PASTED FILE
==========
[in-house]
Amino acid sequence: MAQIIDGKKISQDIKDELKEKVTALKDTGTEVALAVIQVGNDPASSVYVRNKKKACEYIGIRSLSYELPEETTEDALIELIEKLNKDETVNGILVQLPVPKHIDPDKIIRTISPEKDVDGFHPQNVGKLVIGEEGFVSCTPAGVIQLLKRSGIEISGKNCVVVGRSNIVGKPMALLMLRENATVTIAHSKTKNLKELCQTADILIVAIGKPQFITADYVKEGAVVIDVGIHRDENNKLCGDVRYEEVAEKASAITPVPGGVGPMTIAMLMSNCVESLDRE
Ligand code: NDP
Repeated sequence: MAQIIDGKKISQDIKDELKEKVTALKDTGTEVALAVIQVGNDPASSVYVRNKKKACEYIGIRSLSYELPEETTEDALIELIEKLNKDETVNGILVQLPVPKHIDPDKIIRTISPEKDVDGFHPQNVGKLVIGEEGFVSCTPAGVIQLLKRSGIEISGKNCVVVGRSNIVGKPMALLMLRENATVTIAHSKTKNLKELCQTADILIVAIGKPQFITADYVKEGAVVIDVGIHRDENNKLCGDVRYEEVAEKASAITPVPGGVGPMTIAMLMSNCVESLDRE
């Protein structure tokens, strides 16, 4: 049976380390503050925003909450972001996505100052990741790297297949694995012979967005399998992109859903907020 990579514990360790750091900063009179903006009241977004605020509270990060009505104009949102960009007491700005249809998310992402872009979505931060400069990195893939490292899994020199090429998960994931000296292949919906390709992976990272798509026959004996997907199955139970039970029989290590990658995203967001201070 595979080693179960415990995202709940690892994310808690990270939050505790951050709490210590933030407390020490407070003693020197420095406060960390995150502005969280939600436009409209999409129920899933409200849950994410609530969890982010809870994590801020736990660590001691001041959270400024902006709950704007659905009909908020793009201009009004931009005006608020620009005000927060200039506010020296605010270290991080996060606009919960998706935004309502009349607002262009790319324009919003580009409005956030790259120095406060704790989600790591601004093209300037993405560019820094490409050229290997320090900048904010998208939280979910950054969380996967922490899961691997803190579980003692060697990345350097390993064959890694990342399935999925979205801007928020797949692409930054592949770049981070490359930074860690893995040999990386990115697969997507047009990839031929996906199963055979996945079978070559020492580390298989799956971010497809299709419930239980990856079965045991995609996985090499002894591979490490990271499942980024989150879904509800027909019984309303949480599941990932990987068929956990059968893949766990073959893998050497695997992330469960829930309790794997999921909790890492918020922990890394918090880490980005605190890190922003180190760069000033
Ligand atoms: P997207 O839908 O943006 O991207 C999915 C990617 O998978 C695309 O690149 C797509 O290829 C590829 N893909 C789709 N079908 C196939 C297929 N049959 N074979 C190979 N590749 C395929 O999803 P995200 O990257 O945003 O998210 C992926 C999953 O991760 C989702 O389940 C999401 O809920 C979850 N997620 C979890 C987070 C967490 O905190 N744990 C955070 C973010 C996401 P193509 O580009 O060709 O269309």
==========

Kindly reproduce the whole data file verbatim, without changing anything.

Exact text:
[in-house]
Amino acid sequence: MAQIIDGKKISQDIKDELKEKVTALKDTGTEVALAVIQVGNDPASSVYVRNKKKACEYIGIRSLSYELPEETTEDALIELIEKLNKDETVNGILVQLPVPKHIDPDKIIRTISPEKDVDGFHPQNVGKLVIGEEGFVSCTPAGVIQLLKRSGIEISGKNCVVVGRSNIVGKPMALLMLRENATVTIAHSKTKNLKELCQTADILIVAIGKPQFITADYVKEGAVVIDVGIHRDENNKLCGDVRYEEVAEKASAITPVPGGVGPMTIAMLMSNCVESLDRE
Ligand code: NDP
Repeated sequence: MAQIIDGKKISQDIKDELKEKVTALKDTGTEVALAVIQVGNDPASSVYVRNKKKACEYIGIRSLSYELPEETTEDALIELIEKLNKDETVNGILVQLPVPKHIDPDKIIRTISPEKDVDGFHPQNVGKLVIGEEGFVSCTPAGVIQLLKRSGIEISGKNCVVVGRSNIVGKPMALLMLRENATVTIAHSKTKNLKELCQTADILIVAIGKPQFITADYVKEGAVVIDVGIHRDENNKLCGDVRYEEVAEKASAITPVPGGVGPMTIAMLMSNCVESLDRE
């Protein structure tokens, strides 16, 4: 049976380390503050925003909450972001996505100052990741790297297949694995012979967005399998992109859903907020 990579514990360790750091900063009179903006009241977004605020509270990060009505104009949102960009007491700005249809998310992402872009979505931060400069990195893939490292899994020199090429998960994931000296292949919906390709992976990272798509026959004996997907199955139970039970029989290590990658995203967001201070 595979080693179960415990995202709940690892994310808690990270939050505790951050709490210590933030407390020490407070003693020197420095406060960390995150502005969280939600436009409209999409129920899933409200849950994410609530969890982010809870994590801020736990660590001691001041959270400024902006709950704007659905009909908020793009201009009004931009005006608020620009005000927060200039506010020296605010270290991080996060606009919960998706935004309502009349607002262009790319324009919003580009409005956030790259120095406060704790989600790591601004093209300037993405560019820094490409050229290997320090900048904010998208939280979910950054969380996967922490899961691997803190579980003692060697990345350097390993064959890694990342399935999925979205801007928020797949692409930054592949770049981070490359930074860690893995040999990386990115697969997507047009990839031929996906199963055979996945079978070559020492580390298989799956971010497809299709419930239980990856079965045991995609996985090499002894591979490490990271499942980024989150879904509800027909019984309303949480599941990932990987068929956990059968893949766990073959893998050497695997992330469960829930309790794997999921909790890492918020922990890394918090880490980005605190890190922003180190760069000033
Ligand atoms: P997207 O839908 O943006 O991207 C999915 C990617 O998978 C695309 O690149 C797509 O290829 C590829 N893909 C789709 N079908 C196939 C297929 N049959 N074979 C190979 N590749 C395929 O999803 P995200 O990257 O945003 O998210 C992926 C999953 O991760 C989702 O389940 C999401 O809920 C979850 N997620 C979890 C987070 C967490 O905190 N744990 C955070 C973010 C996401 P193509 O580009 O060709 O269309």